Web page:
Since May this year, Bulawayo has reported almost 3 000 diarrhoea cases in three major suburbs namely Luveve, Magwegwe and Mzilikazi with five more suburbs having been added to the list this last month.
The attaining situation has become a major public health concern especially in the wake of the COVID-19 pandemic.
Recently in an interview with the Divisional Environmental Health Officer for Bulawayo City and Vice-Chairperson for Emergency Preparedness and Response for Bulawayo Metropolitan province, Patrick Ncube, alluded the prevailing situation in the City owing to the state of water and sanitation.
Residents have for the past months been subjected to acute water shortages which has seen the Bulawayo City Council managing to provide water to only a few suburbs per day. Ncube said:
The city has always experienced water shortage and in the past 4 years, we have not received adequate rains.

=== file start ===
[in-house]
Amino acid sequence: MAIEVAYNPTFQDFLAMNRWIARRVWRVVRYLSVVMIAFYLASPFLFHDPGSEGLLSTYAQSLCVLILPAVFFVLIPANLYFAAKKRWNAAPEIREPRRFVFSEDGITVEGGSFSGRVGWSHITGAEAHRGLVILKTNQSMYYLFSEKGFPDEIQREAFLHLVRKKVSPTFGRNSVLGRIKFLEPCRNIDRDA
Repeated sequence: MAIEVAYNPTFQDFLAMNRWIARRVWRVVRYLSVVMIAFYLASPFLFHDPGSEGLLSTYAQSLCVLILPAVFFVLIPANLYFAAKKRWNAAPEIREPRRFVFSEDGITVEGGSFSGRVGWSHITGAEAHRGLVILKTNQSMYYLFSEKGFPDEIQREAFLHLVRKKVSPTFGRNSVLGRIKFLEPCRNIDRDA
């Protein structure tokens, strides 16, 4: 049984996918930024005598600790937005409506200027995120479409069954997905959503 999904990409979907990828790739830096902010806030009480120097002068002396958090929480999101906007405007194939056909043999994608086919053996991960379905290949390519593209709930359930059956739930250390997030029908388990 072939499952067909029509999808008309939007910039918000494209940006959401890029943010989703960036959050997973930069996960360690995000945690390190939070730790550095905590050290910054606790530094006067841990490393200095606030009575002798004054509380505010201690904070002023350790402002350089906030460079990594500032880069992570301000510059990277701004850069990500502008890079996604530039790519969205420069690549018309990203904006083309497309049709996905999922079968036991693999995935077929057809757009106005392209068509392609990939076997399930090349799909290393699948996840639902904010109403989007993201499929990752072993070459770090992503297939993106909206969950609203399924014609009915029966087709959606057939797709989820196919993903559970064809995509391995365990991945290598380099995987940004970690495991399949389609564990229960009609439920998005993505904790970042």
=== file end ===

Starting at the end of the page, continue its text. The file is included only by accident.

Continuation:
Currently, all our 6 dams are sitting at 21 per cent capacity with 3 of them having been decommissioned.
Diarrheal cases have been going down, but the problem remains until we receive rains.
It is this situation that has necessitated water shedding in the city. We are currently having 144 water-shedding regiments once in 7 days, with each household receiving water 1 day per week.
More so, some households do not even receive water at all because of high gravitation.
However, Ncube reassured residents that the city was religiously treating its water and it is safe for drinking. He added that problems arise when residents store water for long periods and in so doing compromising its quality.
Ministry of Health and Childcare